Philippine Daily Inquirer
By Denis Murphy
Situated just after the prophecies of Jeremiah in the Old Testament, the Book of Lamentations tells of the terrible destruction and sorrow in Jerusalem after the city was conquered by the Babylonians, and the Jewish leaders taken into captivity in 586-520 BC. God had punished the city for its sins of idolatry and injustice. The Book also tells us of the people’s indomitable belief that God would forgive and gather them from the corners of the earth to begin anew with Him in friendship and love.
The Lamentations were sung years ago in the Jesuit Novitiate of New York in the evenings of the Holy Week. The haunting and beautiful words and music can stay with a person all his life. The Lamentation that follows for Manila begins with the Lord walking along the R-10 road in Tondo in the early evening, as He once walked in the Garden of Eden. In Eden He found that Adam had sinned. In Manila the Lord finds that His plans for the Philippines have suffered serious setbacks.
The Lord walks slowly along R-10, past the piers where already, girl prostitutes wait for customers. They are hardly more than children. They may have sex in the back of a dump truck. He sees the slums of Parola and Slip Zero where His children live in unimaginable squalor, packed in at almost 1,000 families per hectare. He groans, as Jesus did at the graveside of Lazarus. If we who are evil know how to grieve for our children, how much more will the Lord know how to grieve for all His children? (paraphrase of Luke 11:13)
Pope John Paul II once wrote: “Anyone who has to live in a slum through no fault of their own is a victim of injustice.” These poor people of the slums have been wronged. Society must, in recognition of their right to justice, provide much better housing. The Lord, however, sees little love of justice, and even less love of the poor.
The Lord is clearly disappointed in what He sees. He chose the Philippines out of all the countries of the vast Asian continent to be Christian. He hoped, as He did with the Jewish people, that the country would be a “Light to the Gentiles,” that all of Asia would see peace, justice and solidarity flowering in these islands and be drawn closer to Him. The Philippines has rejected this vocation of a missionary nation.
It has also rejected God’s call to care for the poor. The Philippines is perhaps no worse than other countries in Asia in its treatment of the poor, but it is no better, despite the example of the “preferential love of the poor” that He exhibits in the Old and New Testaments. In Tondo the children go to school hungry, too hungry to learn very much, and end up prepared only for a life of poverty. The income gap between rich and poor widens every year. During the Holy Week, small groups of poor women chant the Pasyon. It is the dirge of the poor.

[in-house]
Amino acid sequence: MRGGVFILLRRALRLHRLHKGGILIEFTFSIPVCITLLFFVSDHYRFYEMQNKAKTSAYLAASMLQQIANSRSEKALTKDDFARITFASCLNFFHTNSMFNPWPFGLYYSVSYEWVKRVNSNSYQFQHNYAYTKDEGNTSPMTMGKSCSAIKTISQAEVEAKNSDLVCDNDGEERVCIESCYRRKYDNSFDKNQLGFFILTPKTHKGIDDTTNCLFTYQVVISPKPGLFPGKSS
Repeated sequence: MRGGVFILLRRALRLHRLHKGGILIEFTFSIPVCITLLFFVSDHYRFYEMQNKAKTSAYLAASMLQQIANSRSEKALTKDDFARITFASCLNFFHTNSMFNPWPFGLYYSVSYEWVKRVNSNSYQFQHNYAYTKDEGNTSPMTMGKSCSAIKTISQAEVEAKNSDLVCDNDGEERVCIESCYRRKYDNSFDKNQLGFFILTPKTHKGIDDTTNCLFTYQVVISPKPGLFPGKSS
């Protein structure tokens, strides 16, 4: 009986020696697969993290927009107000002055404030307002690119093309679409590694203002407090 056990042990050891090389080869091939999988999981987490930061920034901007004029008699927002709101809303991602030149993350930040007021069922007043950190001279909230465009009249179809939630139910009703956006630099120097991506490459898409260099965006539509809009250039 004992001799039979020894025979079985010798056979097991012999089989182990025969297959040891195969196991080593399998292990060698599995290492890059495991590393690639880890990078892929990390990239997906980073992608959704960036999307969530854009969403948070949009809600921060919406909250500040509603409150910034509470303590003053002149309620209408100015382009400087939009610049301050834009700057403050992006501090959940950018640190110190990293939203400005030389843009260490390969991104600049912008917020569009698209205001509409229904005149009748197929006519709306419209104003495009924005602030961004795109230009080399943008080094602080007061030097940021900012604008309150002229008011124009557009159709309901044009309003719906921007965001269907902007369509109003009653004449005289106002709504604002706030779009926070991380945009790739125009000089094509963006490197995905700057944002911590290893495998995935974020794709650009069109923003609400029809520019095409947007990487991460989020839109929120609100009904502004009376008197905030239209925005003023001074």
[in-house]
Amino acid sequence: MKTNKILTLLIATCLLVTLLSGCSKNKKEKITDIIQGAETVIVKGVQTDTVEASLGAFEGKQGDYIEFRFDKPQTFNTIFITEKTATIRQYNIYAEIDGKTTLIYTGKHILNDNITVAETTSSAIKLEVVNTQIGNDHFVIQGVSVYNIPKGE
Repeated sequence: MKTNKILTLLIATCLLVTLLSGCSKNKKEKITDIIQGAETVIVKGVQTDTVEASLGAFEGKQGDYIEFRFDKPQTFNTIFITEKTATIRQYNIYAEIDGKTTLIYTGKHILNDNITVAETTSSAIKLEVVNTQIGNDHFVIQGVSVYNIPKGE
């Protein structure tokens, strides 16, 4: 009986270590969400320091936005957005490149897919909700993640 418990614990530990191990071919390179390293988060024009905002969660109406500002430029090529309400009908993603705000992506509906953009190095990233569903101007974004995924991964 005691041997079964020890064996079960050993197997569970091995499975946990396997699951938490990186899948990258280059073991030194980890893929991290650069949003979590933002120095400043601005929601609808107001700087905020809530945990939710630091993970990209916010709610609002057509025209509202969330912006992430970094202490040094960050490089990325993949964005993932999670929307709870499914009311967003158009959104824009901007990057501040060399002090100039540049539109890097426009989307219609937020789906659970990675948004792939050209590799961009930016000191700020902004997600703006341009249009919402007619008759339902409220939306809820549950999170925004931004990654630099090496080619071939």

The Lord walks among the shacks of Parola and Ulingan, hears the children coughing from deep in their chests, unable to sleep. He hears men and women arguing and fighting. He sees the open drains full of human waste, and He wonders about His well-off sons and daughters who have allowed such a display of inhumanity to fester. He sees the rubber tubing that carries the people’s drinking water as it coils through the mud of the alleys and the filth in the drains. The Lord gave Filipinos a lovely land, and they have turned it into a place of punishment for the poor. I wanted you for My own people. I had such hopes for you, and look what has happened, the Lord reflects.
The Lord walks in the stillness of Forbes Park, where the only other people walking are the armed guards. On the half-hectare lots of the rich there is still land enough to accommodate 10-15 poor families. It seems clear, however, that the well-off people aren’t aware of how ugly such a disparity is in the eyes of the Lord. Doesn’t My Church talk about these matters? the Lord wonders.
Do the rich think that the Lord tolerates such injustice among His children? If the rich were a structure of stone and steel, He would tear it all down and begin over.
The Lord remembers the unbreakable faith of the people of ancient Jerusalem that their suffering would end and the Lord would restore them to His care. Their poignant faith and trust in God saved the Jewish people. He looks for signs of such faith in Manila. He says to us: “Fear not, I am with you. Be not dismayed, I am your God. I will strengthen you and help you, and uphold you with My right hand of justice.” (Is. 41:10)
Denis Murphy works with the Urban Poor Associates (firstname.lastname@example.org).
Read more: http://opinion.inquirer.net/73708/lamentation-for-manila-2014#ixzz34DHRHLF0
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